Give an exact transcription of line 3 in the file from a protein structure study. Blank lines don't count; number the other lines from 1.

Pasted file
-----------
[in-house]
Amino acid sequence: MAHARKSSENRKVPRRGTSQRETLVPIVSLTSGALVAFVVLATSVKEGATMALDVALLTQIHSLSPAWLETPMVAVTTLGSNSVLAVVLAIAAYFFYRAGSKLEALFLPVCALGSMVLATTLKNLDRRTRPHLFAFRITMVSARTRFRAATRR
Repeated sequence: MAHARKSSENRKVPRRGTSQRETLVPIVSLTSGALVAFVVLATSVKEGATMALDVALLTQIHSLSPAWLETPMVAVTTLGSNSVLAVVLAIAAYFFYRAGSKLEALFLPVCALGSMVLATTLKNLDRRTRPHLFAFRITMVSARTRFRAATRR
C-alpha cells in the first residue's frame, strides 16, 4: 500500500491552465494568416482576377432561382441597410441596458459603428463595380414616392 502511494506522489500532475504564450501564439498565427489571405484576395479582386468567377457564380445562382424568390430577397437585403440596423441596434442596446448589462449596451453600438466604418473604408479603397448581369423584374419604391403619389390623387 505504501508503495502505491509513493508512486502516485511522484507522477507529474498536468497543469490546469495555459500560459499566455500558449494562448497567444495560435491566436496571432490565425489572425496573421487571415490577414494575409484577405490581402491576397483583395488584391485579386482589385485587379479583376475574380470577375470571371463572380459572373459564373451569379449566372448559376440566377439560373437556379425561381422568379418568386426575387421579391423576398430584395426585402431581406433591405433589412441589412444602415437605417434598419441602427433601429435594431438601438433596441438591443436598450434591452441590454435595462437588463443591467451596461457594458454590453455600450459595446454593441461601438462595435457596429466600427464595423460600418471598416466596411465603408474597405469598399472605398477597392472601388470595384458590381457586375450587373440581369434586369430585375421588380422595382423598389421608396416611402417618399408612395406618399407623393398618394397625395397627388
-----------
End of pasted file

Repeated sequence: MAHARKSSENRKVPRRGTSQRETLVPIVSLTSGALVAFVVLATSVKEGATMALDVALLTQIHSLSPAWLETPMVAVTTLGSNSVLAVVLAIAAYFFYRAGSKLEALFLPVCALGSMVLATTLKNLDRRTRPHLFAFRITMVSARTRFRAATRR